EDIT: And as a sheer note of curiousity, is it even possible to have a non-Psyker character with 100 XP Willpower Advances? Astra Telepathica seems to be the only source of the Psyker Aptitude, and while it doesn't necessarily REQUIRE you to play a Psyker as an Astra Telepathica, it seems pretty obvious that is the sole purpose of that background, and I think you'd have a tricky time explaining how your character was a former member of that group without actually being a Psyker themself.

Edited by ColArana

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Eh, just sounds like a 'different strokes for different folks' sort of thing to me.  As for me, 1e was...  absolutely intolerably limiting.  As in, 90 percent of what I thought of was something I could not make in a way that fit the system (Especially with a strictly literal GM as I am likely to play under for whom something like 'guardsman' or 'arbites' literally means you ARE playing a Guardsman or Arbites, not something similar to such).

 

I just hate how hand holding 1e.  so for me it is simply awful.  Now that 1e is out I would never even consider playing it again style awful.

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Not actually 100% sure how we ended up on this tangent anyways. I was mostly making the thread for help easily organizing Aptitudes and checking in to confirm my concern that yes, certain aptitude combinations are impossible, making some character concepts unworkable. Which was very disappointing to find out.

 

Personally I don't dislike either system. I prefer DH1 between the two (though I've admittedly played very little of DH2), despite the giant holes in the system, mostly because I can create the character I want without having five characteristics cost 500 XP and only one cost 100.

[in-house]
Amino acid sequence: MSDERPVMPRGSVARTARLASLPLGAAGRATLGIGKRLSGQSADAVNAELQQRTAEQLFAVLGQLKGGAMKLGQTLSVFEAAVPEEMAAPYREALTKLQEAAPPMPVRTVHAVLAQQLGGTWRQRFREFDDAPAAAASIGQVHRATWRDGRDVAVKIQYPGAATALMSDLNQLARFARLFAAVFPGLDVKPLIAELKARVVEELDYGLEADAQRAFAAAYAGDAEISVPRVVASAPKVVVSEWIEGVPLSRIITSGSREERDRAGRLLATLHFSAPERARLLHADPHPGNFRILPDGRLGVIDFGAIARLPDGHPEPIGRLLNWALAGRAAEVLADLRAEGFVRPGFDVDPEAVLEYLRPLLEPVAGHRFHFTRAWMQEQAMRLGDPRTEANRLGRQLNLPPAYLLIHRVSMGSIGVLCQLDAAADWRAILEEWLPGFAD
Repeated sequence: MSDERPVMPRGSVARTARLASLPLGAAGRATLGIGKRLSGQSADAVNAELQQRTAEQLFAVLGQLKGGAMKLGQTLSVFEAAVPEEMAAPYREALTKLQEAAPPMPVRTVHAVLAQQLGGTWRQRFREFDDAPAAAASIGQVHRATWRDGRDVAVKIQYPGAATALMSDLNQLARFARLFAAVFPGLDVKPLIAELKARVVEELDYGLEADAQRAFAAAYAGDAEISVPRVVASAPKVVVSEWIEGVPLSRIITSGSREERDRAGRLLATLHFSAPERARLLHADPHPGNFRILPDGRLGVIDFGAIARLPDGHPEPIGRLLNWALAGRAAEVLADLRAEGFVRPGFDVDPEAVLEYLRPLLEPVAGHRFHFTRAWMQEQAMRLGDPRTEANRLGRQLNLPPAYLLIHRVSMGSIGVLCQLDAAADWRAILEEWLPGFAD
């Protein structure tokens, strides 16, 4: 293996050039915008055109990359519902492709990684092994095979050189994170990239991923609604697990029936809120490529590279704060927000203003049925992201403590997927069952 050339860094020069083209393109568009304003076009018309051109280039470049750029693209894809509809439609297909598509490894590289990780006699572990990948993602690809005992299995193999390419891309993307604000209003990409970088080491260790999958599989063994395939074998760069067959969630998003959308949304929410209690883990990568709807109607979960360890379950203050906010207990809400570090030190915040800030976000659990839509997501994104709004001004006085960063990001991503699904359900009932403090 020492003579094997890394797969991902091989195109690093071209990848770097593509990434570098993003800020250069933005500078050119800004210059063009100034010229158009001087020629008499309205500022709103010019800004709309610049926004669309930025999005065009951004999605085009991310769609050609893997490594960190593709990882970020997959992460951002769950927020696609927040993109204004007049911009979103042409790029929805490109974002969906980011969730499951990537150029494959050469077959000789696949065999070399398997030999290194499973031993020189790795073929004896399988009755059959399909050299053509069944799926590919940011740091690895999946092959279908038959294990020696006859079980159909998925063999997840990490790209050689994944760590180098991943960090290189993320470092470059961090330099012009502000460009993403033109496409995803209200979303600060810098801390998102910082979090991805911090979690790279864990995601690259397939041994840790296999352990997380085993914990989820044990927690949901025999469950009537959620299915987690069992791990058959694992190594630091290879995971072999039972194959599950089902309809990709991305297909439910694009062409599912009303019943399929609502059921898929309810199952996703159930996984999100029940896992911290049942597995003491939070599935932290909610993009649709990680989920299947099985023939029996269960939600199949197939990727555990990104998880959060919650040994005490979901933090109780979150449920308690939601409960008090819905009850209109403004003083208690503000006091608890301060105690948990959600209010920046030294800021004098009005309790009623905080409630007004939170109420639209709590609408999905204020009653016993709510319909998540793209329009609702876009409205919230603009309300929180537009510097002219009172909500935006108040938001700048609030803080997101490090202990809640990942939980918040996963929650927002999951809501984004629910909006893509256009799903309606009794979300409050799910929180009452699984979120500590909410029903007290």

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EDIT: And as a sheer note of curiousity, is it even possible to have a non-Psyker character with 100 XP Willpower Advances? Astra Telepathica seems to be the only source of the Psyker Aptitude, and while it doesn't necessarily REQUIRE you to play a Psyker as an Astra Telepathica, it seems pretty obvious that is the sole purpose of that background, and I think you'd have a tricky time explaining how your character was a former member of that group without actually being a Psyker themself.

 

Your character could well be a retainer. The nature of the Adeptus Astra Telepathica has never been touched on in great detail. Your character could be a liaison for the Inquisition or some manner of Nascent Psyker Witch Finder whose skin prickles when a witch is nearby.

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The majority of non-psyker members of the telepathica usually accompany a psyker exclusively. They're called the "sisters of silence" and not allowed to speak once out of novice status. The rest are likely some form of clerical rank, because the ecclessiarchy watches the Adeptus Astra with hawk eyes and somebody needs to actually be able to preach for the sisters and instruct them in their duties in ways the novices can understand. The occassional techpriest may work as well, but it's quite possible they have a similar attitude towards talking to outsiders. Essentially, everyone with access to astropaths and their training is a secret keeper of sorts.

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The majority of non-psyker members of the telepathica usually accompany a psyker exclusively. They're called the "sisters of silence" and not allowed to speak once out of novice status. The rest are likely some form of clerical rank, because the ecclessiarchy watches the Adeptus Astra with hawk eyes and somebody needs to actually be able to preach for the sisters and instruct them in their duties in ways the novices can understand. The occassional techpriest may work as well, but it's quite possible they have a similar attitude towards talking to outsiders. Essentially, everyone with access to astropaths and their training is a secret keeper of sorts.

All Sisters of Silence are Untouchables however, they tend to be the ones that crew and guard the Black Ships. You could still be a Psyker-minder without being an untouchable of course, but Sisters of Silence are Untouchables.

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Savage worlds should be quick to.

 

Wait, why would you want to play an inteligent fighter? So you can have your character hurl witty remarks at his oponents? :)

 

Now don't get me wrong, I'm all for playing against type and not every fighter is a barbarian, but if there is one universe in wich I'd go full on full berzerker chrono gladiator with the cognitive part of his brain replaced with a chainblade, then it would be the 40k universe.

Edited by Robin Graves